Following an immediate sell-out of tickets for Sarah Frankcom’s production of Hamlet (reviewed in my last post) that necessitated a further week of performances and widespread media attention, the Royal Exchange Theatre hosted a panel discussion with Frankcom, Tony Howard and Maggie Gale. Both Howard and Gale have an academic background in theatre. Tony Howard is a Professor at the University of Warwick specialising in Shakespeare performance who has published the book Women as Hamlet: Performance and Interpretation in Theatre, Film and Fiction (2007). The chair, Maggie Gale, is a Professor of drama at the University of Manchester. What follows is my summary of a fascinating discussion that not only debated gender issues, but also the theatre’s role in our entertainment-saturated society.
The discussion began with Maggie Gale asking Sarah Frankcom the related questions: Why Hamlet? Why Hamlet now? Frankcom replied how Hamlet is the only Shakespeare play she is interested in after studying it at A level. Frankcom also identifies with the Hamlet character. She understands what he is going through as she has lost her own father. Furthermore, she knew Maxine Peake wished to play Hamlet. Having known Peake artistically for ten years, Frankcom described how the actress is fearless, passionate, provocative and therefore the ideal person to play the lead role.
Gale then turned to Tony Howard and asked why women as Hamlet? Howard responded with everyone can identify with Hamlet. Shakespeare’s main tragic characters King Lear, Othello, Macbeth are all about violence. Hamlet is different. The play appeals to all ages and cultures, male and female. Howard then put the female Hamlet in an historical context by stating that in 1660, Charles II allowed women to act in the theatre for the first time. Hamlet encourages actresses to explore deeper emotions. Howard mentioned that inspiration for his book came when he saw a production of a female political Hamlet in Poland during martial law. The Polish production challenged how the world works, and assumptions that women can only play certain parts.
Gale asked Frankcom the intriguing question: What was the authentic Shakespeare when you began?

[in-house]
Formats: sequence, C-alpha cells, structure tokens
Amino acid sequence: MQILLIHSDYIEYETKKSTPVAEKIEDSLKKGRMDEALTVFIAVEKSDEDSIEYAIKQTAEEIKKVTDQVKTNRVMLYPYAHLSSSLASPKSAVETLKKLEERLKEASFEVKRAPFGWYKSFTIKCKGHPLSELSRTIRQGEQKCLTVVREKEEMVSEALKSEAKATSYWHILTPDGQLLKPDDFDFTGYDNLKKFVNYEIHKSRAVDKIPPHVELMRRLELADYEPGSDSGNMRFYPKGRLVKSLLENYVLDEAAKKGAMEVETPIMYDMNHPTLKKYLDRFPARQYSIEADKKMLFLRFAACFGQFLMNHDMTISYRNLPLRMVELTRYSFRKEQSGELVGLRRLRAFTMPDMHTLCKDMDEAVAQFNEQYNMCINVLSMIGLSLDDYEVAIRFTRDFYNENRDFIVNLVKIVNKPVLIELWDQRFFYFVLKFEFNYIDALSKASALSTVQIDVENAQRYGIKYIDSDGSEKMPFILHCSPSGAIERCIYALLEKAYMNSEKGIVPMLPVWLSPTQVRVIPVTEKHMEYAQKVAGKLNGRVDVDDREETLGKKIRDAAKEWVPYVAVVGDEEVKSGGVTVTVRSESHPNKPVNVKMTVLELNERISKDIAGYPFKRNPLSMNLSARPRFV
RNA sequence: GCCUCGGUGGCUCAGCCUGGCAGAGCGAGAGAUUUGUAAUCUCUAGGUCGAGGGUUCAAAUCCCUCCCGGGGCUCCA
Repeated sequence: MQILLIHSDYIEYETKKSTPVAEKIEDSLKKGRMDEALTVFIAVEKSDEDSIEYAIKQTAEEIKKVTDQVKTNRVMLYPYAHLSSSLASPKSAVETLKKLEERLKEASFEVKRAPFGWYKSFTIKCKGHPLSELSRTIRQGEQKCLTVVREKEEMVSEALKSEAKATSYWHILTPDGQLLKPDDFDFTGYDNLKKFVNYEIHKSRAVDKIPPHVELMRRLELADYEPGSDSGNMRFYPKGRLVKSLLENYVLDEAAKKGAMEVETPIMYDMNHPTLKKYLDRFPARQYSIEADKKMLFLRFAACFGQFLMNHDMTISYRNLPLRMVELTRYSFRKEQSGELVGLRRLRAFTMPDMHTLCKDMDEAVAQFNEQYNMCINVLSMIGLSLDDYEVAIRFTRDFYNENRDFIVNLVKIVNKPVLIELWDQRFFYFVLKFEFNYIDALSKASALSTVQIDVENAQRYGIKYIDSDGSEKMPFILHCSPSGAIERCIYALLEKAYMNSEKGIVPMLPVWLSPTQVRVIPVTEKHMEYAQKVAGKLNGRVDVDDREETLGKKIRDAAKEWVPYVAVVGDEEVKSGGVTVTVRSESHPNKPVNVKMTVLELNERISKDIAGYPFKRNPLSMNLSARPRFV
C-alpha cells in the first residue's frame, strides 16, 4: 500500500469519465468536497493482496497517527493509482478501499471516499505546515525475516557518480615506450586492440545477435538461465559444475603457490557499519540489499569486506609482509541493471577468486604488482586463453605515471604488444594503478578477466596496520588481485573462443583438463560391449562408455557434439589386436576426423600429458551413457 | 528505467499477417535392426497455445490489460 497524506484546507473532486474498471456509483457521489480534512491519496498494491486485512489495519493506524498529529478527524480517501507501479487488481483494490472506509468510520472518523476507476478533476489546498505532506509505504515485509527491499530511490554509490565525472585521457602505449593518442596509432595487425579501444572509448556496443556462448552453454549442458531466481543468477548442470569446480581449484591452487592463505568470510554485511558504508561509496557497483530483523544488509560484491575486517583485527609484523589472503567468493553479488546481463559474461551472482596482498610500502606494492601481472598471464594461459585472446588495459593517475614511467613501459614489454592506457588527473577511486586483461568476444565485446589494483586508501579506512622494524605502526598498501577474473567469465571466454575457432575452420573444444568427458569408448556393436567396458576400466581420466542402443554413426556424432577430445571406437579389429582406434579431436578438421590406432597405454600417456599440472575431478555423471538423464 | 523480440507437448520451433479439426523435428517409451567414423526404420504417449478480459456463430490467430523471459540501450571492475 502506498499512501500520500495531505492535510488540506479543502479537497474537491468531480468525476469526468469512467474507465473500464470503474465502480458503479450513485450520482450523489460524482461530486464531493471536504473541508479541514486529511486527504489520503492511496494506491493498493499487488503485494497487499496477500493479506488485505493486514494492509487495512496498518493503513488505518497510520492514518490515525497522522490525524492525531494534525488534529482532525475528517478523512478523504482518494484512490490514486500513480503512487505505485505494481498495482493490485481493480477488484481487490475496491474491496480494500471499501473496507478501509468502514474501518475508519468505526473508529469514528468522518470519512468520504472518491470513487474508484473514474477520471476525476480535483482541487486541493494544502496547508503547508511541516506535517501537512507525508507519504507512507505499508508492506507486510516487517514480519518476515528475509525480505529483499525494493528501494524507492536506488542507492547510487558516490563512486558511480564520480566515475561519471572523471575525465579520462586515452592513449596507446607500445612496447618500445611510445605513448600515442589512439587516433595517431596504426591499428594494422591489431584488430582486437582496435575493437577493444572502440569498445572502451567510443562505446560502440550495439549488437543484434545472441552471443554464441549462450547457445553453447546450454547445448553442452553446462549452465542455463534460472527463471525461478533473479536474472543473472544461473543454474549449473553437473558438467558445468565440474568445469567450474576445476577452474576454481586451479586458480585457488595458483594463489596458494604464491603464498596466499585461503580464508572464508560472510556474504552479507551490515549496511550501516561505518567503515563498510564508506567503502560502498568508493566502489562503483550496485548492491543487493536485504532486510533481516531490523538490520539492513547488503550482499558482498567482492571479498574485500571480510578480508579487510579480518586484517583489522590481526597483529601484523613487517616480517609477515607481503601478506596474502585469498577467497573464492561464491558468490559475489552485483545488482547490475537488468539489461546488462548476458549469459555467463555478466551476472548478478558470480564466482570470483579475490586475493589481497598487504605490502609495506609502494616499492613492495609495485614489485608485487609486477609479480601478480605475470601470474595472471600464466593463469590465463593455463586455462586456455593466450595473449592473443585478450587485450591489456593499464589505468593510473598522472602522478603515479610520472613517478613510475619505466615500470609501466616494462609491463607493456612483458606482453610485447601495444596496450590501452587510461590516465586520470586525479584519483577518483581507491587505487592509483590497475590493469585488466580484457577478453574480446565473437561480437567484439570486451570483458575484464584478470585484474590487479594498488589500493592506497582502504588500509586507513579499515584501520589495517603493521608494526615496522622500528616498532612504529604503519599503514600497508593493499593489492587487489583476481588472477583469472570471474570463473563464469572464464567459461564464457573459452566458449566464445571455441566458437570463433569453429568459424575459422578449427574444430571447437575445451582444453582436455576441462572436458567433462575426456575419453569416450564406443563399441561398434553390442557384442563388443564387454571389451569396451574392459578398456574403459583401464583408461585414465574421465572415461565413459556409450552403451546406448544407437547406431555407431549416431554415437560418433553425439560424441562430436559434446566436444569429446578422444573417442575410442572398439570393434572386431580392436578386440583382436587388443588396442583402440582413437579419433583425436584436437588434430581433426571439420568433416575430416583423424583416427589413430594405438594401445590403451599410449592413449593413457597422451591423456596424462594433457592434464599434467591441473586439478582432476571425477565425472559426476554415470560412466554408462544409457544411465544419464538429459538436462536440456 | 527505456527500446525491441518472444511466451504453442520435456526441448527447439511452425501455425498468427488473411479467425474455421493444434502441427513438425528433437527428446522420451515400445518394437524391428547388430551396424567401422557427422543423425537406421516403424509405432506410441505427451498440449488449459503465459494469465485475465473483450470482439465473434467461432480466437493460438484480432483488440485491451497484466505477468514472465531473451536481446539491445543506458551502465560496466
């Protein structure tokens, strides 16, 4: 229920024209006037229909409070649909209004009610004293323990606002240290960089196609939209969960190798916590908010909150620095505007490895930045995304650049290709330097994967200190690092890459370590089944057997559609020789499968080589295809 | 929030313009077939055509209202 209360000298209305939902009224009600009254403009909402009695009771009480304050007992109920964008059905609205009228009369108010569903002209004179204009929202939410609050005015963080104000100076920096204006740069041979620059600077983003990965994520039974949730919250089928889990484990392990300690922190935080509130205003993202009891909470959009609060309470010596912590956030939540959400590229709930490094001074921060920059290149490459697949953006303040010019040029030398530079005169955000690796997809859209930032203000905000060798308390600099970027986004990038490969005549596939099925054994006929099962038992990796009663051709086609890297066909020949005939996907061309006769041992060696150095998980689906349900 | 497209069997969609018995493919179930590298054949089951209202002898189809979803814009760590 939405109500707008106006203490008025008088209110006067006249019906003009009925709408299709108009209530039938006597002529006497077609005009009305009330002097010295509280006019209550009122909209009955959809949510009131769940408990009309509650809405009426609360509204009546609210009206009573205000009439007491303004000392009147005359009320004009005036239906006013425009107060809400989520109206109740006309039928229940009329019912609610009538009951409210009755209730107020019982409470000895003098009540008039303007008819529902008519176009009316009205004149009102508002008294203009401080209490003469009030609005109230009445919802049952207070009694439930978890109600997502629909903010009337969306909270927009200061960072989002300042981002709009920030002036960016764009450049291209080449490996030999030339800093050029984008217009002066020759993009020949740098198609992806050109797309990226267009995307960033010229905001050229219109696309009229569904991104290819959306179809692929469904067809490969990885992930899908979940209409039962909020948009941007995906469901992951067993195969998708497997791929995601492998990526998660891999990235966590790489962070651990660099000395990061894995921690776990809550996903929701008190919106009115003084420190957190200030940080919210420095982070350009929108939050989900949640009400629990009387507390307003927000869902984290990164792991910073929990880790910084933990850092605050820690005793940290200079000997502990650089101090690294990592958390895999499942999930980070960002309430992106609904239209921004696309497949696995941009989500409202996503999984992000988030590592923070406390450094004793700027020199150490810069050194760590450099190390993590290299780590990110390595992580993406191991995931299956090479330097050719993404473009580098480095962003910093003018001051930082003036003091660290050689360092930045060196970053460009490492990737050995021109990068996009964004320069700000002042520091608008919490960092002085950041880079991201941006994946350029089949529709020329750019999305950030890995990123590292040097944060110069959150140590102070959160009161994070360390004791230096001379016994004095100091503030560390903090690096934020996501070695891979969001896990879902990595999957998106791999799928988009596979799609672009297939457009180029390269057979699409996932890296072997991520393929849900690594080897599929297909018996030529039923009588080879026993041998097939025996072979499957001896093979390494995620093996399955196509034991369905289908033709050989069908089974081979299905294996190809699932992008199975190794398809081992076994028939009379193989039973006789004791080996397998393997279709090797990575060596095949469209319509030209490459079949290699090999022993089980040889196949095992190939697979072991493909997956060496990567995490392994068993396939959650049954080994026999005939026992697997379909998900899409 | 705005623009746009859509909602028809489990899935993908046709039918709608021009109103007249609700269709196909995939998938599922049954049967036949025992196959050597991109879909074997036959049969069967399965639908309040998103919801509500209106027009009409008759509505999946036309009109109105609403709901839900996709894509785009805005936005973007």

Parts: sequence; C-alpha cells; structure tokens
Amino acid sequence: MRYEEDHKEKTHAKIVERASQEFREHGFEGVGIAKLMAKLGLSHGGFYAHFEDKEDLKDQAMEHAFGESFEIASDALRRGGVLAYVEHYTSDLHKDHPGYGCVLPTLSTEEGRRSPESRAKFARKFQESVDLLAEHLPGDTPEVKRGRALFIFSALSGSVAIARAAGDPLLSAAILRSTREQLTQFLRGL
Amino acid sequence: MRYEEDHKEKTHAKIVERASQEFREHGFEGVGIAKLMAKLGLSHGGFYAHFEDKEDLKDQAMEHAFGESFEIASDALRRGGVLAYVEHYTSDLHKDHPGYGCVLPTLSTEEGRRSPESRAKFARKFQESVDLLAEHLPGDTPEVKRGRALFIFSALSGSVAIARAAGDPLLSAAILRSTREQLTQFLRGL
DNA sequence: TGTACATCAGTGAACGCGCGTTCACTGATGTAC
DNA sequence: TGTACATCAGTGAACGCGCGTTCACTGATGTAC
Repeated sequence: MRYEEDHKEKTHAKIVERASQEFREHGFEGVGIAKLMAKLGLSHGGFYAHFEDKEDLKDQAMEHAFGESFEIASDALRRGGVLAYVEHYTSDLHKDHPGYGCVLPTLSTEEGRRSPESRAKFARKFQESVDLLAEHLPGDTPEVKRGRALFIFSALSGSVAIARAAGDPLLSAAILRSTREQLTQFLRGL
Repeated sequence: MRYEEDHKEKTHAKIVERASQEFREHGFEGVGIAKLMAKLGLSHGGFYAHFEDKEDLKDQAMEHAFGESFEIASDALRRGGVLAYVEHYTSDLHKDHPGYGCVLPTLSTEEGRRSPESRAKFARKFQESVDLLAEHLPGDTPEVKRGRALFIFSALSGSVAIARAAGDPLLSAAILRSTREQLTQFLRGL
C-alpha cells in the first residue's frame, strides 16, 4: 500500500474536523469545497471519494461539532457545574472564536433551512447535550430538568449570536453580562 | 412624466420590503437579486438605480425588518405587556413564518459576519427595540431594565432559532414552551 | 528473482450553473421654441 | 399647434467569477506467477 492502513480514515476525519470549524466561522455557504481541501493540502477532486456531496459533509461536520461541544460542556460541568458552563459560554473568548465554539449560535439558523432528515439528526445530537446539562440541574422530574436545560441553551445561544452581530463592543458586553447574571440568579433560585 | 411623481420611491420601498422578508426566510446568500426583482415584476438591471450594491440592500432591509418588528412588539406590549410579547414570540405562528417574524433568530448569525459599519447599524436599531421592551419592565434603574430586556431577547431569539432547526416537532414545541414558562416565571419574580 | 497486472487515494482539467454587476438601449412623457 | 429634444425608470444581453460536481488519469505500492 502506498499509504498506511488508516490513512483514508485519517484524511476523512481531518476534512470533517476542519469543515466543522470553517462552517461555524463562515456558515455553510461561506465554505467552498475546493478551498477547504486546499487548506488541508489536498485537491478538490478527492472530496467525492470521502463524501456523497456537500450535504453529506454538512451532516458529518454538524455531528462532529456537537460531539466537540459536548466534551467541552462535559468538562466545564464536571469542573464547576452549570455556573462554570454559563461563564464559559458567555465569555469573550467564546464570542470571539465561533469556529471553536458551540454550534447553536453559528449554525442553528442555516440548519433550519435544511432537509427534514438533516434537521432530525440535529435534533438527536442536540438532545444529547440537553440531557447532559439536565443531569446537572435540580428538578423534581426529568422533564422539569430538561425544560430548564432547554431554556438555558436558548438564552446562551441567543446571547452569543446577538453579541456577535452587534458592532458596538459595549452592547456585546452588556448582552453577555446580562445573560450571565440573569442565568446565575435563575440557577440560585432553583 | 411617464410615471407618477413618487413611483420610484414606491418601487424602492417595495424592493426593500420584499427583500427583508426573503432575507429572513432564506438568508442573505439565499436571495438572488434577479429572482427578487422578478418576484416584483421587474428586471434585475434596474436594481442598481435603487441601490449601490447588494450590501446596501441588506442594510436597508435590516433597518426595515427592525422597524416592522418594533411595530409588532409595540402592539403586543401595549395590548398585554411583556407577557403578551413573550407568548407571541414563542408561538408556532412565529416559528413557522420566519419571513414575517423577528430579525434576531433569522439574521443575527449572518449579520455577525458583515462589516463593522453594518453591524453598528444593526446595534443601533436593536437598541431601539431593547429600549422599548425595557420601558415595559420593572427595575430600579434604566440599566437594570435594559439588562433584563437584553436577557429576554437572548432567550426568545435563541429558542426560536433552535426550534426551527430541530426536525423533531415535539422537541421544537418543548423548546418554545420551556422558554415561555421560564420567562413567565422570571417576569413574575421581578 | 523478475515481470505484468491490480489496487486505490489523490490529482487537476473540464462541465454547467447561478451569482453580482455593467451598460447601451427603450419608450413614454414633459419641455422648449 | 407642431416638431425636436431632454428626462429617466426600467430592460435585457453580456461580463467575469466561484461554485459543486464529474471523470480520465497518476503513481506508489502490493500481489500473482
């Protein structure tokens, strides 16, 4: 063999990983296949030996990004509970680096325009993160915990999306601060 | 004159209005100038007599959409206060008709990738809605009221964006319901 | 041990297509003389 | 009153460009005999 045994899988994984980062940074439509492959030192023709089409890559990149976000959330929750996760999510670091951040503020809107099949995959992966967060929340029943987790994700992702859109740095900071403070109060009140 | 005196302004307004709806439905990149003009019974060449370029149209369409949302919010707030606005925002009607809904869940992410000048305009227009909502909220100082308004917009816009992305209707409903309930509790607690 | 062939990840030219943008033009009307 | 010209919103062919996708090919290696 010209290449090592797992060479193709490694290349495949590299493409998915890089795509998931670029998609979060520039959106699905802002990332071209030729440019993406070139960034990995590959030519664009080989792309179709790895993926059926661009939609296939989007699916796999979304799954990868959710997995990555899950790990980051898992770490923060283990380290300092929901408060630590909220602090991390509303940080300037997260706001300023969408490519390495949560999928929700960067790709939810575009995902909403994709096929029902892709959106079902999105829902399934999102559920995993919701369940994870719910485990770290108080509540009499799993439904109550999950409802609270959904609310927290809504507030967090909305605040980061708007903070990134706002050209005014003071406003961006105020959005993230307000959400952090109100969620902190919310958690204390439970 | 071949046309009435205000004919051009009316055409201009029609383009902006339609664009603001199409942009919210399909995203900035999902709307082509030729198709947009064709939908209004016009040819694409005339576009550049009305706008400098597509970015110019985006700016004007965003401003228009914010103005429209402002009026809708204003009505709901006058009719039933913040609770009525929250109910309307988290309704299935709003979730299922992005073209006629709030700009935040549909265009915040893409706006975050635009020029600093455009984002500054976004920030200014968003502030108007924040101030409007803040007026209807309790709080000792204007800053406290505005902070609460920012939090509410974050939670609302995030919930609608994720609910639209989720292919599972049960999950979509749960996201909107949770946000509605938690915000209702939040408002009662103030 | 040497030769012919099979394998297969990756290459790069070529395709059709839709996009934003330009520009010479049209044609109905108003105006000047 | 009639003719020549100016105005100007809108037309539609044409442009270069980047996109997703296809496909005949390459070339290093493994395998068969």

Frankcom admitted she had never done Shakespeare before. She is even worried when watching Shakespeare, as she is not sure what is happening in the plays. Frankcom is concerned with clarity and approaching Hamlet as a new play. Although a lot of people disagree, Shakespeare was a writer and an actor. His plays are a map or a starting point to be interpreted. Frankcom wished to create a production that is accessible to 700 people at a basic level. She had talked with Maxine Peake right at the beginning about the play’s political dimension with Fortinbras. It appeared weird to Frankcom that there is an army invading Elsinore at the end of Hamlet. First and foremost, the play is about family.
Gale shared how the production has made many splashes in the National Press and blogs commenting on the critical response to the play, which has involved the city of Manchester in a positive way.
Frankcom agreed that there has been an extraordinary response to her production. She thinks that is what theatre should be about. Whatever is happening here is part of a zeitgeist, and theatre should be part of a zeitgeist. Frankcom is angry at some of the reviews, and feels vulnerable because the production is being misinterpreted. The tickets being sold out before the production began is down to Maxine being Hamlet in her hometown. She also feels supported by the audience that has attended the production (full house every night), and is encouraged by their response.
Maggie Gale then opened the discussion out to the floor for questions. I asked Frankcom if clothes are a major part of defining gender in the production, as they feature prominently in the graveyard scene? There is also an interesting contrast with Ophelia stripping to her underwear and Hamlet’s genderless costume.
Frankcom responded by stating gender is a spectrum that is not clearly defined anymore. People playing roles assume identities and pretend to be who they are not. She has been in productions where actors do not start their roles with what they will wear, but actresses do. Something that has really bothered Frankcom. She added that the tradition in theatre is that female actors have not been treated as having the same intellectuality as male actors. We are not far from that now.
Another audience member asked Frankcom about the moving of the ‘To be or not to be’ soliloquy from scene III. Frankcom began by stating Hamlet kills someone in the play. Although it happened by accident, the implication of the murder gets lost in subsequent events. By killing someone and then lugging the body off stage is going to affect Hamlet. Therefore, the ‘To be or not to be’ soliloquy sat there better with Hamlet at his most vulnerable, as that is the question he needs to exit with to England.
The final question was from an audience member who commented on how the production has raised a lot of gender issues. They asked Frankcom if she would return to traditional methods. Frankcom answered by simply saying she has always had strong female protagonists in all her productions apart from A View from the Bridge (2011). The female Hamlet is not a gimmick just part of what she has always done; business as usual as far as Frankcom is concerned. She mentioned that future projects will be more noticeable for what she and Maxine Peake are doing.
The panel discussion ended with a strong sense that Frankcom’s production of Hamlet has helped transform Manchester into Britain’s culture capital, and that Hamlet has become a distinctly Mancunian role. It also demonstrates Shakespeare’s enduring ability to place theatre at the heart of our communities in which the Royal Exchange Theatre serves Manchester proud.